Let's forget political philosophy for a moment and focus only on math: At the moment, there is exactly one open job in America for every five people trying to find work. Even if every available spot were filled, 80 percent of the unemployed -- millions of Americans -- would still be unemployed. That's not because they're spoiled or lazy or intentionally unproductive. They're just unlucky.I wasn't thrilled to disclose my job status in the column -- the thing gets printed around the nation and even, on occasion, internationally -- but I felt duty-bound to share that I have a personal stake in this debate. I assure you, though, that my opinions would've been the same either way.
Today's critics of unemployment insurance suggest the system takes money from productive citizens and gives it to the unproductive.
Perhaps. But those "productive" citizens should understand that they're not just throwing money down a rat hole -- they're buying civilization.
Look back at the origins of unemployment insurance. The Great Depression hit America in 1929, and unemployment rates soared far beyond the current crisis. In 1932, a "Bonus Army" of 17,000 unemployed World War I veterans marched on Washington D.C. -- and were dispersed with deadly force. Capitalism and the American system stood at the brink.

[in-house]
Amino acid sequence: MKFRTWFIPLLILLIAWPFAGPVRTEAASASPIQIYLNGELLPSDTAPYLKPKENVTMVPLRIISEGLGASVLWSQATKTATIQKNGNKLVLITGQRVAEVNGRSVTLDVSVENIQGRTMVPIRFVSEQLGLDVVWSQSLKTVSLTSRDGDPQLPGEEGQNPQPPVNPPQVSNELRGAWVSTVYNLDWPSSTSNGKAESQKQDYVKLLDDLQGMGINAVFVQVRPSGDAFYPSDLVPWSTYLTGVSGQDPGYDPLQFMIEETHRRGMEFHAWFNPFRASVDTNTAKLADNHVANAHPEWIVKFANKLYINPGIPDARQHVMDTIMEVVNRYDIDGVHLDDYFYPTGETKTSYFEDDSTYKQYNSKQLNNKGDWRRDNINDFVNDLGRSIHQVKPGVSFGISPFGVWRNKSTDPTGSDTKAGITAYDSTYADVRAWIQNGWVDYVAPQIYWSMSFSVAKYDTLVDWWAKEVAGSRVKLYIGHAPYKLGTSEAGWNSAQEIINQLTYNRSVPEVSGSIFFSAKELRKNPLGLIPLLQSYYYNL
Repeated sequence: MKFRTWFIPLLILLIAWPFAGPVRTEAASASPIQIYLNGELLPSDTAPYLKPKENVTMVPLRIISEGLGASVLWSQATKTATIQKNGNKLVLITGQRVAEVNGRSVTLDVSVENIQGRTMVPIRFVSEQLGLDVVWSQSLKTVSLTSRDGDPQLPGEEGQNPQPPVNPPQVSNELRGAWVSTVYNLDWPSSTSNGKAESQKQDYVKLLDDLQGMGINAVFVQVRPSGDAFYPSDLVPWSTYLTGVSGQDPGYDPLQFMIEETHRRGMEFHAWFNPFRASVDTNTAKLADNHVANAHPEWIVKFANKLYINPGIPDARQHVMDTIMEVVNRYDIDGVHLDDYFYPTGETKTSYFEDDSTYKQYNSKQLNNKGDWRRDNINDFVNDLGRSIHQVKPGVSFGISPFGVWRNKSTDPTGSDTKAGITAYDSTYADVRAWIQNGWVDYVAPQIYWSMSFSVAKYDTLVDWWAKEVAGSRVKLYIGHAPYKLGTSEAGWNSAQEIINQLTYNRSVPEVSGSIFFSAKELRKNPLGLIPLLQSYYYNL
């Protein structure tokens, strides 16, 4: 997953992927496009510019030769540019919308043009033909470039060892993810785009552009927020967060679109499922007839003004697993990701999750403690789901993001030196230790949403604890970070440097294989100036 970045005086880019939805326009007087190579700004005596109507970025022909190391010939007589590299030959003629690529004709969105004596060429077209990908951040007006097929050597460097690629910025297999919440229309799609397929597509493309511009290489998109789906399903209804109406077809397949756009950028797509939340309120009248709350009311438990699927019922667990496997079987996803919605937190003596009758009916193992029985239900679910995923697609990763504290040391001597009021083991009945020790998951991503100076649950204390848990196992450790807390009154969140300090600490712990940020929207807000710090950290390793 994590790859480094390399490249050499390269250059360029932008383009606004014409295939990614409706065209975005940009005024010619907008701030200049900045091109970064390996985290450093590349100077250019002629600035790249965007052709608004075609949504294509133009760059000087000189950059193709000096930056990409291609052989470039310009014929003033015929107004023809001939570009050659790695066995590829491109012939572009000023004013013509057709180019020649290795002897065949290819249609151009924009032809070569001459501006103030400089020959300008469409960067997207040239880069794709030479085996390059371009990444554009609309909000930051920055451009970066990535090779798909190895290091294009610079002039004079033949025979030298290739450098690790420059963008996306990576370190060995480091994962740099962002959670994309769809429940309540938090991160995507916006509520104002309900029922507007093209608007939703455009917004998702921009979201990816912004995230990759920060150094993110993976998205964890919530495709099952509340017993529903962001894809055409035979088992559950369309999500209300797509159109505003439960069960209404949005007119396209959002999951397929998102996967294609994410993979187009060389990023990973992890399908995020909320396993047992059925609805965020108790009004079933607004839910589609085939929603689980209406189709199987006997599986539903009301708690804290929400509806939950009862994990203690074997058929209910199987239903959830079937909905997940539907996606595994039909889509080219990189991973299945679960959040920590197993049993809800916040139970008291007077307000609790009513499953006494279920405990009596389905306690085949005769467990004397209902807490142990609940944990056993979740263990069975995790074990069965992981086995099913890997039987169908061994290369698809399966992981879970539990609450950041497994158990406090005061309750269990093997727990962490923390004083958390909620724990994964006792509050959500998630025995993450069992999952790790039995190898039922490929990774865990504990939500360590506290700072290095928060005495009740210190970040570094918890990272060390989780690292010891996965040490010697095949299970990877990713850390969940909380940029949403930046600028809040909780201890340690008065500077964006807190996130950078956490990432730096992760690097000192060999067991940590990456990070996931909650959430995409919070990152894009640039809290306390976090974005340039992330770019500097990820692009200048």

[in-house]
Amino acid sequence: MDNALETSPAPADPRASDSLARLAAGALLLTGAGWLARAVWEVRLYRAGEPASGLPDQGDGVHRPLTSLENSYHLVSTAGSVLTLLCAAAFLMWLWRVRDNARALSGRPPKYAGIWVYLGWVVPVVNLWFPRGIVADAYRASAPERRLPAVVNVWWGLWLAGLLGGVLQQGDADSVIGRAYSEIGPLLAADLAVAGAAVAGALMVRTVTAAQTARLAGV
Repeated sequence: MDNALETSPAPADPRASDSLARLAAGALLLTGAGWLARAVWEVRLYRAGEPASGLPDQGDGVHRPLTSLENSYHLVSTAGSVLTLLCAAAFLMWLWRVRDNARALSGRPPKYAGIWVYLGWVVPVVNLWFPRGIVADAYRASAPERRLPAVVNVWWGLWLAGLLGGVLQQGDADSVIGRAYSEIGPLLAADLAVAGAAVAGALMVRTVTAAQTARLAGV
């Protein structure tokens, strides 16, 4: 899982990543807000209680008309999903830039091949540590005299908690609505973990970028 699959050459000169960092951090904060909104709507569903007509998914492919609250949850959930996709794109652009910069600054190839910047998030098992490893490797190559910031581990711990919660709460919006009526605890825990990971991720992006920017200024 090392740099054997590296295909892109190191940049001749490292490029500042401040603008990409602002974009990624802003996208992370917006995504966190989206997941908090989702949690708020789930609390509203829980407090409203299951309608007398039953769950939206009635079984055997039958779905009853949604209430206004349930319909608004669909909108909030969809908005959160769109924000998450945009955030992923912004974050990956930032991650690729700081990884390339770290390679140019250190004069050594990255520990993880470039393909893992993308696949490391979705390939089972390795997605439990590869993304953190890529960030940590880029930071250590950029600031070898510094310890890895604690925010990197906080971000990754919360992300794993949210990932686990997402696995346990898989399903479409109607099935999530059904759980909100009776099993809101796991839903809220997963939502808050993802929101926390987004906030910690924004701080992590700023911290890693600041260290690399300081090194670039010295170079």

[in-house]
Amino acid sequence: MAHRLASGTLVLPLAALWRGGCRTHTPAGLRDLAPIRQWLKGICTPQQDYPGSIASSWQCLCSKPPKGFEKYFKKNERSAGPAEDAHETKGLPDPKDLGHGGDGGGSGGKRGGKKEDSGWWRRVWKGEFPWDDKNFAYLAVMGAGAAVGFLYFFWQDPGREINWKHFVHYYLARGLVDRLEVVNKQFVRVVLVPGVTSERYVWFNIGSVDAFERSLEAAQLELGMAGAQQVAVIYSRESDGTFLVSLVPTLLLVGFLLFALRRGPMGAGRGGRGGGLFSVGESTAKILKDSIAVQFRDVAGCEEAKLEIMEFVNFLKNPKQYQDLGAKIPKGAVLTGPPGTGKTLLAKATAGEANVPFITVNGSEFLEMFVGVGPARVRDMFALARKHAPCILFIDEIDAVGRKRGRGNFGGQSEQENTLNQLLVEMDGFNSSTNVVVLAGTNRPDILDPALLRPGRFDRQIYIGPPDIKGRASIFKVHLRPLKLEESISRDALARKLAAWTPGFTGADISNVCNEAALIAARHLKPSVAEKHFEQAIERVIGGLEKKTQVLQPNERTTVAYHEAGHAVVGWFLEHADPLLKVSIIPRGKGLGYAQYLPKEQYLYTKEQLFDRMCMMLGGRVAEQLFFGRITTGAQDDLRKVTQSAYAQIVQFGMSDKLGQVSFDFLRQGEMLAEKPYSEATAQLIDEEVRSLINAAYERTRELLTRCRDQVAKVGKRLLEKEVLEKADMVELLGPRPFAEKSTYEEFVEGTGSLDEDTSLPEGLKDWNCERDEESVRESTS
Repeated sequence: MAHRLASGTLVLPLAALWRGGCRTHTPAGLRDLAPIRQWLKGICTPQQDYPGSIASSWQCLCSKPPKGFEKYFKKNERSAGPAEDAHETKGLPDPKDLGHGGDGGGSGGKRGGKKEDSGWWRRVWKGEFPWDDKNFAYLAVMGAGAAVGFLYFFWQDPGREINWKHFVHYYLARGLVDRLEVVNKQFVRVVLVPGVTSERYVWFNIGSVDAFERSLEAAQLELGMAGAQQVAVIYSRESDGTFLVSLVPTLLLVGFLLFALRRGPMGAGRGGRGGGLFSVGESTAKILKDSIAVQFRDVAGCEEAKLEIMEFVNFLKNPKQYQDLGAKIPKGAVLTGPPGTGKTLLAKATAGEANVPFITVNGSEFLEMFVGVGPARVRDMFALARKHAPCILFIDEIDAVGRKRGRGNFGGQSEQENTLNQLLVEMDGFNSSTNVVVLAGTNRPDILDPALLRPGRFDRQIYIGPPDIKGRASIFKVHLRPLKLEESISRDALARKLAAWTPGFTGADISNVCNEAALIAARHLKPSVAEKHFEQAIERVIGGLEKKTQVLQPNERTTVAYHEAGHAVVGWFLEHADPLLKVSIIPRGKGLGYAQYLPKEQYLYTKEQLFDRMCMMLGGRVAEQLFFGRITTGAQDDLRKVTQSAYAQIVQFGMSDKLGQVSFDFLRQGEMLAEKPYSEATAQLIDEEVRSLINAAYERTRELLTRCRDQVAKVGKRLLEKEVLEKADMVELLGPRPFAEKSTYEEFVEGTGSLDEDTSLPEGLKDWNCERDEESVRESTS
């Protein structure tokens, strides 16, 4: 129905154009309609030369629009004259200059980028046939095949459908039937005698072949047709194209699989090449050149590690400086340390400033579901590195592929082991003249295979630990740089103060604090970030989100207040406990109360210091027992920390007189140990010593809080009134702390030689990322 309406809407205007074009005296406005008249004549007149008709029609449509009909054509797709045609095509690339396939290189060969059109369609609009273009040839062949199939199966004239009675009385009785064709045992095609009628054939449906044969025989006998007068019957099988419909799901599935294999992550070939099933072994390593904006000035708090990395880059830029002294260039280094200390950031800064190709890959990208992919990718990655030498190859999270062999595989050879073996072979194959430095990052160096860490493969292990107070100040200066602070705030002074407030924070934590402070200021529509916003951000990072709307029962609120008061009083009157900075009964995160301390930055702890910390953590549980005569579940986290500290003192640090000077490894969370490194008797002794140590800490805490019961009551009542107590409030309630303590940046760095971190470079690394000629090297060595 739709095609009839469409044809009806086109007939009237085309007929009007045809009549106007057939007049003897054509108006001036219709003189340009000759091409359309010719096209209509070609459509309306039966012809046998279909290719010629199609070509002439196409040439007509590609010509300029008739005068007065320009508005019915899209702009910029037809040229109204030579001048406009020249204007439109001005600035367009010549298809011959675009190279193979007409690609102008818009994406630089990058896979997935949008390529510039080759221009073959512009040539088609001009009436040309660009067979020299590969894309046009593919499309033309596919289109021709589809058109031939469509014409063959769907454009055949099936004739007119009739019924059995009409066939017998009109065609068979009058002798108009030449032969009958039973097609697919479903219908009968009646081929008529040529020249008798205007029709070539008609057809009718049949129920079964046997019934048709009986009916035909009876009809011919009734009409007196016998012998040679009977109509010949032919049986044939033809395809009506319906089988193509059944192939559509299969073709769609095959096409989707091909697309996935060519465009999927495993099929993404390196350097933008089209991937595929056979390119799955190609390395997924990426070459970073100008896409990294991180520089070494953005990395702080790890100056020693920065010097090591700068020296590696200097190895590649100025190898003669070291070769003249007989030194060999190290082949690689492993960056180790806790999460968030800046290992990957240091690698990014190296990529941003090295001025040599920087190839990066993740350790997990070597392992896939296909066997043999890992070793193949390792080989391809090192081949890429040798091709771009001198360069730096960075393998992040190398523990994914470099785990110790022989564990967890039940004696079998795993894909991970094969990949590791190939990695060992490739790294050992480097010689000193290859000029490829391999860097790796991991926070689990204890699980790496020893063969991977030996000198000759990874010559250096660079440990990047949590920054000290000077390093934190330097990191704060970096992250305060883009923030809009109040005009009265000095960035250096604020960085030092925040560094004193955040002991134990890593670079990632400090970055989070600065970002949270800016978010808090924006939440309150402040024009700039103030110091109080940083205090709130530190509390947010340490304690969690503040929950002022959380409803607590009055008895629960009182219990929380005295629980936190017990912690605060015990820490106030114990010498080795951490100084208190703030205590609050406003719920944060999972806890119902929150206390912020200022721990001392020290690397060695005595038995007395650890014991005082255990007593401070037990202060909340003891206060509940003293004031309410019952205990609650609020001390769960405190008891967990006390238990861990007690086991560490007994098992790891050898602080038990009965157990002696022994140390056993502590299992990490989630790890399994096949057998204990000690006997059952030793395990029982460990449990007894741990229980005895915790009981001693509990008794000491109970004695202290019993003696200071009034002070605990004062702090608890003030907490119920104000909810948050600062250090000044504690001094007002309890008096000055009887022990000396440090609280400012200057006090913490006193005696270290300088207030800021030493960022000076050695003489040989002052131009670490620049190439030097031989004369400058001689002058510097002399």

The Social Security Act of 1935 -- which created our modern unemployment insurance system -- helped change that. Workers and their families suddenly had breathing room when work disappeared. They were able to pay their mortgages, buy food and keep participating in the economy. That made them less inclined to act desperately -- and the "trickle up" effect helped keep other merchants in business.
Capitalism survived and thrived.
Our 21st-century economy isn't quite as dire, but the lessons from that era are still true. And it's reprehensible that Republicans like Sharron Angle treat hard-luck Americans like they're parasites.
Full disclosure: I've been collecting unemployment benefits while seeking a full-time job. I've also found part-time work and freelance writing gigs to supplement that income. So I certainly don't feel spoiled or lazy. I have, however, learned the value of a strong safety net.
Thursday, July 8, 2010
Do unemployment benefits "spoil" Americans for real work?
That's the topic of this week's column with Ben Boychuk for Scripps Howard News Service -- inspired by Sharron Angle's comments in Nevada. My take: